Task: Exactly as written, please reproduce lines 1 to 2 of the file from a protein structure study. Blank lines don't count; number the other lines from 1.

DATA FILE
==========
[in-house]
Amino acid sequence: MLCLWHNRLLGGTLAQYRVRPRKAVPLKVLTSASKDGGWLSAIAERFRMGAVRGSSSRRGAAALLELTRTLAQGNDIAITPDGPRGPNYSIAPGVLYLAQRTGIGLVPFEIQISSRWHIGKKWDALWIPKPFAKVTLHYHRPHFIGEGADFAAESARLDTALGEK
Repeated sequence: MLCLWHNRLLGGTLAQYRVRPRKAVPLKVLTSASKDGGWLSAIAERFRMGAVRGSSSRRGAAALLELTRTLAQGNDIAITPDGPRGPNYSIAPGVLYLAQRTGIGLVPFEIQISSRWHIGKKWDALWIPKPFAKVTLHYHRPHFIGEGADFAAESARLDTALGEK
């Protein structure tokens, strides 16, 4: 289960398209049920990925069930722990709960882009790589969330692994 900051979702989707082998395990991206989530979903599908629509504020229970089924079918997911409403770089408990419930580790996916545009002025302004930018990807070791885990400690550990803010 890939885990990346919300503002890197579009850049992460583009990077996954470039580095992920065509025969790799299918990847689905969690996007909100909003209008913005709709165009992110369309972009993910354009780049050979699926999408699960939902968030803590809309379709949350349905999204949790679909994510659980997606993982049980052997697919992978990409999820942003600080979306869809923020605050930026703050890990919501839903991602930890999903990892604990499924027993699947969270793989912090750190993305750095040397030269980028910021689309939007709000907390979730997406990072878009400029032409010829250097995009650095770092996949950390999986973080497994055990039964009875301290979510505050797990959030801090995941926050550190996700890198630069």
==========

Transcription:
[in-house]
Amino acid sequence: MLCLWHNRLLGGTLAQYRVRPRKAVPLKVLTSASKDGGWLSAIAERFRMGAVRGSSSRRGAAALLELTRTLAQGNDIAITPDGPRGPNYSIAPGVLYLAQRTGIGLVPFEIQISSRWHIGKKWDALWIPKPFAKVTLHYHRPHFIGEGADFAAESARLDTALGEK